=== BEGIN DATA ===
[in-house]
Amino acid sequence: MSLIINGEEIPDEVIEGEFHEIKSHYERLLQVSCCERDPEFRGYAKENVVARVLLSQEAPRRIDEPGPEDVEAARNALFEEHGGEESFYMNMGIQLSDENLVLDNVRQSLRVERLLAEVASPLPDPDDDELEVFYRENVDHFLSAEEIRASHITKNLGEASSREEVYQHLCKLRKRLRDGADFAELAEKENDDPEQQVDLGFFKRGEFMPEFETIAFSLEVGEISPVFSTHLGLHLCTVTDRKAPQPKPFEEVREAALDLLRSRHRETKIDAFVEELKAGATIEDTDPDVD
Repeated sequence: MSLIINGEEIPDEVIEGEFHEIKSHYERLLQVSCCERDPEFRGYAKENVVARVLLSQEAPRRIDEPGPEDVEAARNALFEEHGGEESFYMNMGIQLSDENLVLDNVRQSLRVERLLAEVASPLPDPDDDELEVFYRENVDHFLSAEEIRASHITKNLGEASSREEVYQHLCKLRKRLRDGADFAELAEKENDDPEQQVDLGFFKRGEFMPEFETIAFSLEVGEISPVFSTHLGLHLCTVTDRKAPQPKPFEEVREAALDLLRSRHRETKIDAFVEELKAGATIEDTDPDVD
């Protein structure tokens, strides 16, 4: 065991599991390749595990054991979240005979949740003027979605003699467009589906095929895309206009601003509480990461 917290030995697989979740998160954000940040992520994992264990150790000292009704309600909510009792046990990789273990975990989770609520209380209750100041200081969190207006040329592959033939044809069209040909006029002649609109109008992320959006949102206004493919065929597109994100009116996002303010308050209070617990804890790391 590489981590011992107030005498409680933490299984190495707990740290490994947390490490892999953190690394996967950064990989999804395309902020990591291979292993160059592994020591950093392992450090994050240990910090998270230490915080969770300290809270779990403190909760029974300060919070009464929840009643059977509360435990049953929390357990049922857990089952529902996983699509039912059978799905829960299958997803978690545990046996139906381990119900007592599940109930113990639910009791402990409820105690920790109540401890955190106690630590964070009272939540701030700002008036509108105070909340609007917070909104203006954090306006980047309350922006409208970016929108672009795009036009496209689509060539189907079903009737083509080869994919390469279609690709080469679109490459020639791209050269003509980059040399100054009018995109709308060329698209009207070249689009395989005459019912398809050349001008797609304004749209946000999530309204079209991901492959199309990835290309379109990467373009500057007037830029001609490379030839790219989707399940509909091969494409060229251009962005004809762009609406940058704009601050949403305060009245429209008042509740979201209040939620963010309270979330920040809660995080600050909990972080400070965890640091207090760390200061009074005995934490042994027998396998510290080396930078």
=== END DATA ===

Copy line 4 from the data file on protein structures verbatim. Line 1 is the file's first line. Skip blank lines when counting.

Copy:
């Protein structure tokens, strides 16, 4: 065991599991390749595990054991979240005979949740003027979605003699467009589906095929895309206009601003509480990461 917290030995697989979740998160954000940040992520994992264990150790000292009704309600909510009792046990990789273990975990989770609520209380209750100041200081969190207006040329592959033939044809069209040909006029002649609109109008992320959006949102206004493919065929597109994100009116996002303010308050209070617990804890790391 590489981590011992107030005498409680933490299984190495707990740290490994947390490490892999953190690394996967950064990989999804395309902020990591291979292993160059592994020591950093392992450090994050240990910090998270230490915080969770300290809270779990403190909760029974300060919070009464929840009643059977509360435990049953929390357990049922857990089952529902996983699509039912059978799905829960299958997803978690545990046996139906381990119900007592599940109930113990639910009791402990409820105690920790109540401890955190106690630590964070009272939540701030700002008036509108105070909340609007917070909104203006954090306006980047309350922006409208970016929108672009795009036009496209689509060539189907079903009737083509080869994919390469279609690709080469679109490459020639791209050269003509980059040399100054009018995109709308060329698209009207070249689009395989005459019912398809050349001008797609304004749209946000999530309204079209991901492959199309990835290309379109990467373009500057007037830029001609490379030839790219989707399940509909091969494409060229251009962005004809762009609406940058704009601050949403305060009245429209008042509740979201209040939620963010309270979330920040809660995080600050909990972080400070965890640091207090760390200061009074005995934490042994027998396998510290080396930078």